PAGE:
[PART ONE] MONDELEZ AND OLAM PROMISED TO OUTSMART COCOA FARMERS AND THEIR GOVERNMENTS?
Did They Over-Deliver?
Paraphrasing a section of the abstract from Dr Michael Odije’s research paper titled “Sustainability winners and losers in business-biased cocoa sustainability programmes in West Africa” to set the tone of this article.
In 2014, ten of the world’s largest chocolate multinationals combined, with more than $500 million in funding, to introduce a cocoa sustainability scheme called CocoaAction. In principle, CocoaAction and similar sustainability schemes sponsored by western multinational chocolate companies are interventions to empower cocoa planters and planting communities in West African countries. But in practice, as this article will show, these schemes respond to diminishing returns in cocoa-producing communities, the prospect of diversification, and the resulting projection of a shortage in raw material. There are signs that diversification away from Cocoa will benefit cocoa planters and their communities. Therefore, cocoa sustainability schemes are designed to help multinational chocolate companies at the expense of diversification in West African countries.
In April 2021, we heard the news that Mondelez and Olam have teamed up to establish a 2,000 hectare of “sustainable” Cocoa farm plantations in Indonesia. To many people in the cocoa sector, the mere adjective “Sustainable” pre-fixed to this development makes it lose any scrutiny about the actual intended and unintended consequences of this project. To not foretell what the intentions of Mondelez and Olam are with their sudden vertical integration into establishing cocoa plantations, this article will highlight the counter productiveness of this movement toward the “Sustainability” objective they intend to achieve. I will also highlight my opinion on the reason for this move by Mondelez and Olam. I will further add the consequence of this development on the cocoa-producing economies and the livelihoods of smallholder cocoa farmers. Finally, round-up by advising Ghana Cocoa Board and Ivory Coast on how this OLAM/Mondelez initiative plus China’s entry Nigeria’s renewed energy to produce more Cocoa, all steps to render the LID inactive. Whereas I may not have answers to everything, I will make a few suggestions which I hope could provide smallholder farmers with some reason for optimism.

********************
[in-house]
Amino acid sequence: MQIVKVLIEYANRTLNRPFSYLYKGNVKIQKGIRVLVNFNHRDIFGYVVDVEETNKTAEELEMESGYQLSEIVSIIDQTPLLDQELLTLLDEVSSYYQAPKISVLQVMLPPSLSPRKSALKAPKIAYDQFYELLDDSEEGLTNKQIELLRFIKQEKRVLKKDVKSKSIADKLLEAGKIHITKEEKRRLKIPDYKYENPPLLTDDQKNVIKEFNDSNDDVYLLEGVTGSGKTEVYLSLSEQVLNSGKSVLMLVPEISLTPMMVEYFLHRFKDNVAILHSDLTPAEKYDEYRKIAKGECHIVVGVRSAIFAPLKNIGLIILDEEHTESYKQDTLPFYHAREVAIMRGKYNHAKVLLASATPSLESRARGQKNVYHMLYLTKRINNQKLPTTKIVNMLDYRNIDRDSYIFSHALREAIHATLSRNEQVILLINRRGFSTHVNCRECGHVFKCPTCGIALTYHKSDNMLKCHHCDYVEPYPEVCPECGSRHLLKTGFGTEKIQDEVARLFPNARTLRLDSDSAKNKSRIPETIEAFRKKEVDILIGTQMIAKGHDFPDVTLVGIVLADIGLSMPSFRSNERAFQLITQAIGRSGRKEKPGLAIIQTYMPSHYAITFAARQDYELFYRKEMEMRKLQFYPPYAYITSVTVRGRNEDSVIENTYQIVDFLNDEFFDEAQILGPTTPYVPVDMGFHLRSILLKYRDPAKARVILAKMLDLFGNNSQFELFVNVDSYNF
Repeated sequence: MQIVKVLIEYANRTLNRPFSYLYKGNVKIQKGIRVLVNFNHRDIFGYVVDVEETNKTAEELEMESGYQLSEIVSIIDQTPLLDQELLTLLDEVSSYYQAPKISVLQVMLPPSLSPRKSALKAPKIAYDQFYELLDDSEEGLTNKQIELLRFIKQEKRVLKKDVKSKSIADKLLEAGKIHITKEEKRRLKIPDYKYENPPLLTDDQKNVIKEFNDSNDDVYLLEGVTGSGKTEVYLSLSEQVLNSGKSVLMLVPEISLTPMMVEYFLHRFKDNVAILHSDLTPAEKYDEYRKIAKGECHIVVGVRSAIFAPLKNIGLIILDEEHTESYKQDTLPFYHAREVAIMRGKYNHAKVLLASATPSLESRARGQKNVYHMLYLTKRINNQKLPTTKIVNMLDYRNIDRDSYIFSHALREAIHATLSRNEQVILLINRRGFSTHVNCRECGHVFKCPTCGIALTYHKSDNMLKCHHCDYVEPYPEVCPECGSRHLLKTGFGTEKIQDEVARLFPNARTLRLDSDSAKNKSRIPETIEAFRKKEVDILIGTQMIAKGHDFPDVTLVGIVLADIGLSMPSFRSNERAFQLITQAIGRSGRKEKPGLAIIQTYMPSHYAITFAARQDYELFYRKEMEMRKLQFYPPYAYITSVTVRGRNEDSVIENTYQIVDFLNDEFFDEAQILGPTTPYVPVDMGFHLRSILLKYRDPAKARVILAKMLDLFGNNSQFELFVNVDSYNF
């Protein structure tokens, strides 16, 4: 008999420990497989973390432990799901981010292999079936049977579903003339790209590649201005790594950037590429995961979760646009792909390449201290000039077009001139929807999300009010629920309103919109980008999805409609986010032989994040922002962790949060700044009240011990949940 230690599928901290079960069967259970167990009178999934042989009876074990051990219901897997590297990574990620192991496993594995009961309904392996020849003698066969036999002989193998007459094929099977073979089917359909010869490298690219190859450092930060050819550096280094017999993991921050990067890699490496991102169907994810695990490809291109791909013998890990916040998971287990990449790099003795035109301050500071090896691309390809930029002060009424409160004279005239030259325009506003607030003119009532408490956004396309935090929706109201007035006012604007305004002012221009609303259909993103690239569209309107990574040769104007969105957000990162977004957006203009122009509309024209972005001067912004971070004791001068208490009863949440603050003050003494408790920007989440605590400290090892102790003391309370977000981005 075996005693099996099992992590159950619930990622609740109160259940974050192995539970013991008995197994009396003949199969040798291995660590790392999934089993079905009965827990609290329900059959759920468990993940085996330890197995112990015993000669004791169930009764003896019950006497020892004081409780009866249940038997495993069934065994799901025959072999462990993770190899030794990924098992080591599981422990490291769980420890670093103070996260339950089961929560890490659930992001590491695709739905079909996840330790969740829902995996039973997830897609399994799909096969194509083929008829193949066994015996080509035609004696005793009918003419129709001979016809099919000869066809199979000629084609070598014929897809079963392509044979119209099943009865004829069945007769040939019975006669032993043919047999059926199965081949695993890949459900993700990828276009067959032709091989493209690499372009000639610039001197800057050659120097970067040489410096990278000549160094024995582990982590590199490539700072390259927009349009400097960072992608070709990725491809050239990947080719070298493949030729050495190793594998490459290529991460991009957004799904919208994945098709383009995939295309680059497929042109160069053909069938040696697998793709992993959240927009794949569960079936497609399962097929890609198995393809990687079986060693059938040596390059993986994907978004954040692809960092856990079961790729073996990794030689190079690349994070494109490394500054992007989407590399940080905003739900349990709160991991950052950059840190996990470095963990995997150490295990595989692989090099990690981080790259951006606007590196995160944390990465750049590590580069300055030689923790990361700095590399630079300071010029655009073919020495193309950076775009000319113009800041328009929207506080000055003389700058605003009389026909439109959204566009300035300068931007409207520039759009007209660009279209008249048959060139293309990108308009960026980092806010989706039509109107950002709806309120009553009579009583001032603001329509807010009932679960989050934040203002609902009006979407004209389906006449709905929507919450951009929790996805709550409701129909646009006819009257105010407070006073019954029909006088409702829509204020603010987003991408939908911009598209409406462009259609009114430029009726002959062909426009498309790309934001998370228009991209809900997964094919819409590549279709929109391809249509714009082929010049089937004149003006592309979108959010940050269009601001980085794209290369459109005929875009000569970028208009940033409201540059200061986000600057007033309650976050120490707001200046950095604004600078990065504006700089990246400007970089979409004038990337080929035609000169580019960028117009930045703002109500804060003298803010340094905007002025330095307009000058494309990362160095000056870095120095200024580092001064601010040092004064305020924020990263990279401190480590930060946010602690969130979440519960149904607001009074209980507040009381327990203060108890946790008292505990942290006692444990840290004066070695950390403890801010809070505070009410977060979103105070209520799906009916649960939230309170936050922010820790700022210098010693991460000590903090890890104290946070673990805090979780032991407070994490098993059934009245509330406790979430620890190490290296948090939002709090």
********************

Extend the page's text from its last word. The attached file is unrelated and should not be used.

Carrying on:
Olam and Mondelez’s Investment in cocoa plantations in Indonesia
Mondelez, in their Press release, highlighted their excitement to be partnering in establishing the world’s single largest “sustainable” commercial cocoa farm in Indonesia. This 2000-hectare “cocoa farm, according to Mondelez, is to “test a scalable approach for the future of “Commercial” cocoa farming”. They added that this Nucleus farm would be used to test the ability of their advanced climate-smart (including irrigation systems) and plant science technologies to optimally use the land for the maximum output in cocoa production. Mondelez informed of their future ambition to replicate this model across the region and highlighted how “demand” for Cocoa is growing in Asia and has the potential for increased demand for cocoa production. They further added that this project has been developed out of their years of experience with “the company’s signature sustainable sourcing program, Cocoa Life, and OFI’s ambition for sustainable cocoa, Cocoa Compass, to test a scalable approach for the future of commercial cocoa farming.”
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